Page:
Coi (January 19, 2011)

January 24, 2011

Michael and I dined at Coi in San Francisco earlier this week to celebrate my birthday.  It was a wonderful meal. Easily among our top ten dining experiences and highly recommended.  Before presenting a detailed description of the food, I offer a few observations regarding the caliber of the kitchen and similar intangibles that do not appear on the plate but which contribute mightily to any meal.  The tasting menu – the only option available in the dining room – consists of eleven courses which is no small undertaking and requires a judicious hand.  The delicate presentation and correct portioning of each course ensured each taste was a pleasure and left us sated but not overfull.

The full menu is featured below, but there were a few dishes that stood out and warrant more attention.  I list them not in order of presentation, but according to my measure of their success. The best dish in my opinion was the beef, followed closely by the chanterelle porridge, crab melt, farm egg and the “pasturized” roasted beets.  Every one of these dishes was solid – deceptively simple, innovative and delicious.  The beef was a portion of tenderloin, which is not generally my preferred cut, but this tasted like rib eye masquerading as tenderloin – rich beefy flavor and silken texture – perfectly seasoned, expertly cooked and resting in a pool of elegant cauliflower mousseline punctuated with vibrant green cypress oil.  It was a thing of beauty.  The chanterelle porridge – akin to risotto – was served beneath sherry foam with a side car of thin-shaved crispy root vegetables to be applied to each bite in order to maximize each crispy, smooth, earthy, sophisticated spoonful.  It was both hearty and refined and we were each sorry when it was gone.  The crab melt was simple but inspired – substituting the traditional cheddar cheese with a translucent layer of lardo and contributing an unctuous decadence to in-season crab atop a delicate cut of toast.  And the hits just kept coming. The farm egg was at once comforting and surprising – the loose yolk melding with the acidic salsa verde was rich and familiar but bold and exotic. The beet dish was an impressive homage to its components – presented as a thick puree incorporating the cheese and decorated with the tiniest sprouts and coy little flowers.  The dish itself seemed to be blushing and tasted as fresh and daring as a ruddy ingénue (okay, that description is a little over the top, but I REALLY liked this dish).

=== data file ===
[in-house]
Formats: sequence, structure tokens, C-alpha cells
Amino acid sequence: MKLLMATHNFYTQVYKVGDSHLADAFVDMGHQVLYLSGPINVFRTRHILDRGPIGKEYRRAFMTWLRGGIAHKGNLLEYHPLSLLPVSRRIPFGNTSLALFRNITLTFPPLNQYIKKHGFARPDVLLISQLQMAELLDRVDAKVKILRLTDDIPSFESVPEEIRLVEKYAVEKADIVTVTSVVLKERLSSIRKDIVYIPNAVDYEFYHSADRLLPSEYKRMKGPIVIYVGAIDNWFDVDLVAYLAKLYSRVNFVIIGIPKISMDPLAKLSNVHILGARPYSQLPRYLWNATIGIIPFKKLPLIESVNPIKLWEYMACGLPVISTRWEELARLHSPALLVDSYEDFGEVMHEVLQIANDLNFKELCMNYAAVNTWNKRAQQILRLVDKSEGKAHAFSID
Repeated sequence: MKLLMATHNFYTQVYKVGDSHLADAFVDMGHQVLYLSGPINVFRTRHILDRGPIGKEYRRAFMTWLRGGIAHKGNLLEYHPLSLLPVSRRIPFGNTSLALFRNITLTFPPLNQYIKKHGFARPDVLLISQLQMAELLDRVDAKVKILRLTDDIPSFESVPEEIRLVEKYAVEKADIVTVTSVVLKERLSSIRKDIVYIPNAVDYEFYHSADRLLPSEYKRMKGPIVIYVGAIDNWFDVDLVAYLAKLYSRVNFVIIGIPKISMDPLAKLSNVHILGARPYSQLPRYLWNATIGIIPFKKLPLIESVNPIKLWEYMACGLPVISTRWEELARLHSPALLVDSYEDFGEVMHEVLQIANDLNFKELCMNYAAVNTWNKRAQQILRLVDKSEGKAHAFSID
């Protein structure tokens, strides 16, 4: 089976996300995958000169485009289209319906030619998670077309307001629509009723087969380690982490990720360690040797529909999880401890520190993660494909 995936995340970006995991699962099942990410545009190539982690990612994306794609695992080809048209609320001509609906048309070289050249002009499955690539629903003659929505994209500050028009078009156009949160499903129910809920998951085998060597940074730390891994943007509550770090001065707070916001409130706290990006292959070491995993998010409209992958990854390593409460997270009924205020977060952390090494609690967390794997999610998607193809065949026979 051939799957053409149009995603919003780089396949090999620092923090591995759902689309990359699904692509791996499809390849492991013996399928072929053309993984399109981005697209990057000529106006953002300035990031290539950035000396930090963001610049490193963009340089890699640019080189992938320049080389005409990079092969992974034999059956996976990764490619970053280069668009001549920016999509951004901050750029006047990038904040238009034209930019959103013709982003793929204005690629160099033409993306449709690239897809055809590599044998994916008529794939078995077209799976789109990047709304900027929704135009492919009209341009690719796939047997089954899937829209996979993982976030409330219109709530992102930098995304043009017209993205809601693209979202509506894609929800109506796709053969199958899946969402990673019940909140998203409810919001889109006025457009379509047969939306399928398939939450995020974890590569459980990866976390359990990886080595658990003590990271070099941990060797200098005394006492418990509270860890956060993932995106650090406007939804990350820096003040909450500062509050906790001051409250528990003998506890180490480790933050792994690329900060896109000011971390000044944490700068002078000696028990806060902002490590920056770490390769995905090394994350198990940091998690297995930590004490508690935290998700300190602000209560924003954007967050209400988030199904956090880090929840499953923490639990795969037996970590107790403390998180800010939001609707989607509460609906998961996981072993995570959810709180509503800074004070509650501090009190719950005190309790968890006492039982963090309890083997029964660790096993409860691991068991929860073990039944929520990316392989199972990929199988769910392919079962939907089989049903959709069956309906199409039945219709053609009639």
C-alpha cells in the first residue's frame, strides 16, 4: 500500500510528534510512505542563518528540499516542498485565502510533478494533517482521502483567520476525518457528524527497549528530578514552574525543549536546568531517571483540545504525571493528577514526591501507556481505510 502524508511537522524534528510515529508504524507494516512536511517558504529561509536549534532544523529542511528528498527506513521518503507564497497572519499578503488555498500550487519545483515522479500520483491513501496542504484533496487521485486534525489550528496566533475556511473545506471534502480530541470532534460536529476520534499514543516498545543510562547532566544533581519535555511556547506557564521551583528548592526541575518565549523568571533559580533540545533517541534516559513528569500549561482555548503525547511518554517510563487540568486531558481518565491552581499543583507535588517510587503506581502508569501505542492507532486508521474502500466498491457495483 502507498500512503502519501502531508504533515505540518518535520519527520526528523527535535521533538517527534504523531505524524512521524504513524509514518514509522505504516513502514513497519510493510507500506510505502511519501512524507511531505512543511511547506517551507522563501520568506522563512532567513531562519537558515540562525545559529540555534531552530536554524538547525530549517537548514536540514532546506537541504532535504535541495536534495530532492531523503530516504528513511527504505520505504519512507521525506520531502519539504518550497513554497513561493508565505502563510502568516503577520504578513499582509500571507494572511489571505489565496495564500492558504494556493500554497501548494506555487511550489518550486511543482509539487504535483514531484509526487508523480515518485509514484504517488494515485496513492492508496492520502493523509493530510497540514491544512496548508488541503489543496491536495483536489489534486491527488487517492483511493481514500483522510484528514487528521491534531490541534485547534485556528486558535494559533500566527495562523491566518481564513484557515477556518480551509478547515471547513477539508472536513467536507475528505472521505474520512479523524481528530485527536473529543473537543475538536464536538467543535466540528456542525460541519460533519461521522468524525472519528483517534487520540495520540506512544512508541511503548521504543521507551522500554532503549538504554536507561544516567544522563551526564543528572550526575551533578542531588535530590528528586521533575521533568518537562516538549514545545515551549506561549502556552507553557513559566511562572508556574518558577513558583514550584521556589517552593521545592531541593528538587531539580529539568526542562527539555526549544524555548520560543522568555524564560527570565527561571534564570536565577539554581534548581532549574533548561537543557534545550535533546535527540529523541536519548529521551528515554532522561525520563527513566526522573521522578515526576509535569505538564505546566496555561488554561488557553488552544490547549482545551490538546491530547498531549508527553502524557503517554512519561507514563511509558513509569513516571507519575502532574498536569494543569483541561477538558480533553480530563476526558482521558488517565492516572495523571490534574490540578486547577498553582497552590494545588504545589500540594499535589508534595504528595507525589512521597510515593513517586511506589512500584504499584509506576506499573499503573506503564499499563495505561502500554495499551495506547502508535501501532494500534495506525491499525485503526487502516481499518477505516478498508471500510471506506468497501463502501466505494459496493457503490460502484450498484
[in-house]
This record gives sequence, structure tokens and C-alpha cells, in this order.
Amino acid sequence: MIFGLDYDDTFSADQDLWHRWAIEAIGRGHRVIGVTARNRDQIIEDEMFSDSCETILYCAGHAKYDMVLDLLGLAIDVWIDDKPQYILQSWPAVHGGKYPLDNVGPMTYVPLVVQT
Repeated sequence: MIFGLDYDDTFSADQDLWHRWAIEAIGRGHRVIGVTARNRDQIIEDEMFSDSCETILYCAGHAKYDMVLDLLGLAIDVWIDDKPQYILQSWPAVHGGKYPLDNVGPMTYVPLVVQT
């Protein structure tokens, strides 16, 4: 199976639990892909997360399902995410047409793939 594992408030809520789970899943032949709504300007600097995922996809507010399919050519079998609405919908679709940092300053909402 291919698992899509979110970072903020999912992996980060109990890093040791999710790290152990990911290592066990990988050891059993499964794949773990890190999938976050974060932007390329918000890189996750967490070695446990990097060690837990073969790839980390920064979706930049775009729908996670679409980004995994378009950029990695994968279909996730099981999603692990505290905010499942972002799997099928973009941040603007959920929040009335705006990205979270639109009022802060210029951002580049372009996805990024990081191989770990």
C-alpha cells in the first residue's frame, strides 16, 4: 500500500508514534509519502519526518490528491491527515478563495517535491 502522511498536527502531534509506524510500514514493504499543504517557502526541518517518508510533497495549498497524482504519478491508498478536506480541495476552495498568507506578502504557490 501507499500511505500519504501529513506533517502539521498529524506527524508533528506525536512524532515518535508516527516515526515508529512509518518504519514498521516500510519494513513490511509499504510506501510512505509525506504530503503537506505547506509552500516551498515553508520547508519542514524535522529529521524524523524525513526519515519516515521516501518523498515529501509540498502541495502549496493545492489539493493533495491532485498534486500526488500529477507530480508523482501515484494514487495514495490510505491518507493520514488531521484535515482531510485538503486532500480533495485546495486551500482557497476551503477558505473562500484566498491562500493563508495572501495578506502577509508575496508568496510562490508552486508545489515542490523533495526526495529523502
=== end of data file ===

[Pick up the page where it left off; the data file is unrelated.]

I do not mean to suggest that the other dishes were lacking; they simply did not stand shoulder to shoulder with the offerings noted above.  Indeed, if there is any commentary to be made that is not completely fawning, it is only to note with perplexity that the housemade rolls served with dinner and flavored with “pepper” tasted unmistakably of blueberries.  Again, not bad, but not like any pepper I’ve ever had.  The wine pairings were interesting – including a sparkling sake and a white aged on the lees – but they did not hold a candle to the food.

It was a great meal and we will certainly be back.

angostura bitters, kumquat, satsuma ice

geoduck and manila, bull kelp, meyer lemon, wild fennel

beets roasted in hay, fresh cheese, wild sprouts and flowers

steffan’s lardo, wheatgrass

cauliflower, nettle-dandelion salsa verde

steamed tofu mousseline, mushroom dashi, yuba, fresh seaweed

crisp root vegetables, cress, sherry

black garlic, carrot, sudachi, spinach, cypress oil

mixed chicories, sherry vinegar

frozen yogurt, pomegranate, mint

brioche ice cream, pistachio, tarragon


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